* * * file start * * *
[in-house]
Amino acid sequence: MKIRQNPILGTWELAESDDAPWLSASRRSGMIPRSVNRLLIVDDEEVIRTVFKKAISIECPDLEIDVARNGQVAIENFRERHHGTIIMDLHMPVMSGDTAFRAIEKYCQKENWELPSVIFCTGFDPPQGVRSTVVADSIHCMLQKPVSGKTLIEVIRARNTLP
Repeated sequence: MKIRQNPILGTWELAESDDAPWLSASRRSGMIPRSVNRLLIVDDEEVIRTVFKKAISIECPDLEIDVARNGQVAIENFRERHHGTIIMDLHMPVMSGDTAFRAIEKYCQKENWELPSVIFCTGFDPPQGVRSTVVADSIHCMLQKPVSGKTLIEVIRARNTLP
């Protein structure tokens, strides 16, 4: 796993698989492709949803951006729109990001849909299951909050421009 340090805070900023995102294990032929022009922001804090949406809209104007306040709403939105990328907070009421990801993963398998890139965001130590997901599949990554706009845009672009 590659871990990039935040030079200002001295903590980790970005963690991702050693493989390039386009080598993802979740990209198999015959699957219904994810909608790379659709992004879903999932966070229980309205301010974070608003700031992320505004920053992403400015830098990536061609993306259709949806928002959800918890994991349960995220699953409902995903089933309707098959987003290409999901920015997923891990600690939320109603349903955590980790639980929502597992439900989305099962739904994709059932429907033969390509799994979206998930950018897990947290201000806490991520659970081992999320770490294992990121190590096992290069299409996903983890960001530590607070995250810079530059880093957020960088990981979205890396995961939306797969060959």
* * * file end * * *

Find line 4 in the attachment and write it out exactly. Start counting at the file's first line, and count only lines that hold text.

């Protein structure tokens, strides 16, 4: 796993698989492709949803951006729109990001849909299951909050421009 340090805070900023995102294990032929022009922001804090949406809209104007306040709403939105990328907070009421990801993963398998890139965001130590997901599949990554706009845009672009 590659871990990039935040030079200002001295903590980790970005963690991702050693493989390039386009080598993802979740990209198999015959699957219904994810909608790379659709992004879903999932966070229980309205301010974070608003700031992320505004920053992403400015830098990536061609993306259709949806928002959800918890994991349960995220699953409902995903089933309707098959987003290409999901920015997923891990600690939320109603349903955590980790639980929502597992439900989305099962739904994709059932429907033969390509799994979206998930950018897990947290201000806490991520659970081992999320770490294992990121190590096992290069299409996903983890960001530590607070995250810079530059880093957020960088990981979205890396995961939306797969060959």